This study identifies intra- and inter-organisational barriers to commercialisation 0f rural weavers in KwaZulu-Natal and evaluate the role of local networks in procurement, processing and marketing activities in order to reduce transaction costs. The study specifically investigates the way local networks a san alternative organisational mode can become a solution to minimise transaction costs of rural weavers. The expectation is that weaving groups incur less transaction costs during commercialisation when they have well established local networks. This follows as transaction costs give a reflection of the market given the operating environment. The access to market information, assets, extension services and remunerative markets is of commercial importance. An exploratory analysis suggests that existing networks in craft businesses in northern KwaZulu-Natal have an impact in reducing some of the transaction costs of weavers, thereby improving weavers' economic performance and commercialisation process. Local networks have therefore shown to be not only a pre-condition for non-local networks, but an important vehicle for information exchange, co-ordination of fragmented activities, conducting training services, and guarding against market failures for weavers. However, the two fundamental questions to be asked for future research are how to create local networks to improve supply chain functions in similar or different socio-economic settings to this study's cases and how to assure the sustainability of networks.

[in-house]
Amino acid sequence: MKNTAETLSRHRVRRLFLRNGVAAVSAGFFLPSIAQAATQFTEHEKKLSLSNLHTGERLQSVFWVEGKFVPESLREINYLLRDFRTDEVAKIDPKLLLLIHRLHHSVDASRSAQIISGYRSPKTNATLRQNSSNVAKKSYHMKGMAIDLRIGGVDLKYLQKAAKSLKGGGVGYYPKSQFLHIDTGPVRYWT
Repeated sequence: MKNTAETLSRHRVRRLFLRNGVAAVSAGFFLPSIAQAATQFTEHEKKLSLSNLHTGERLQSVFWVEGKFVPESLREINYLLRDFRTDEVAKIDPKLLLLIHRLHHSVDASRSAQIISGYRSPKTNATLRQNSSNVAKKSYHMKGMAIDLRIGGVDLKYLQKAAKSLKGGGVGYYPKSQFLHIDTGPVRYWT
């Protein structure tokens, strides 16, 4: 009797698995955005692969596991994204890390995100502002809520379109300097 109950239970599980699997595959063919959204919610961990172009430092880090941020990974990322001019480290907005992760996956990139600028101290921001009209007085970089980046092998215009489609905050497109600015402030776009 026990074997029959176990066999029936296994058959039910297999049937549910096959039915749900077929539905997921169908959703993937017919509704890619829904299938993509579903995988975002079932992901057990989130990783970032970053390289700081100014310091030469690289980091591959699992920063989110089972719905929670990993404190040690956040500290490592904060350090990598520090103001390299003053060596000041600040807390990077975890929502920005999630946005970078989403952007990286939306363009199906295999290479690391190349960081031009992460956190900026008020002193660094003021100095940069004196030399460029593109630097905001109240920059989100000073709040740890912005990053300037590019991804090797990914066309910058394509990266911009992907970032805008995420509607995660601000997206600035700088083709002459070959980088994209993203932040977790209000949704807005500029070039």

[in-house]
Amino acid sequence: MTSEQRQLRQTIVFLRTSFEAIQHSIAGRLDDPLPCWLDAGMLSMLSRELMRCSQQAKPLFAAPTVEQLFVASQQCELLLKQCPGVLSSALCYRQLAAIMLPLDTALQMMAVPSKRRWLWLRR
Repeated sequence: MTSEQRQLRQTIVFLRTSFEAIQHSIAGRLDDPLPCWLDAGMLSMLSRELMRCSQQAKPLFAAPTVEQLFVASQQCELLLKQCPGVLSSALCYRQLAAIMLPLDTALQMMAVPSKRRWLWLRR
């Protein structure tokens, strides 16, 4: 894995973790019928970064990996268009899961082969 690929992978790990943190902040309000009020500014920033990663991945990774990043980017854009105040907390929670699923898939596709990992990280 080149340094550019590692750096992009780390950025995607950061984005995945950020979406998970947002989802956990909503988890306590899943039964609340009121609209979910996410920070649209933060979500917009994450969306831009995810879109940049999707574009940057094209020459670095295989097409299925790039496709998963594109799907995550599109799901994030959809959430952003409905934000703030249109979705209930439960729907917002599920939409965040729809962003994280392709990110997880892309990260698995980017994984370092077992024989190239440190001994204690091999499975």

Dissertation (Magister Institutionis Agrariae)--University of Pretoria, 2006.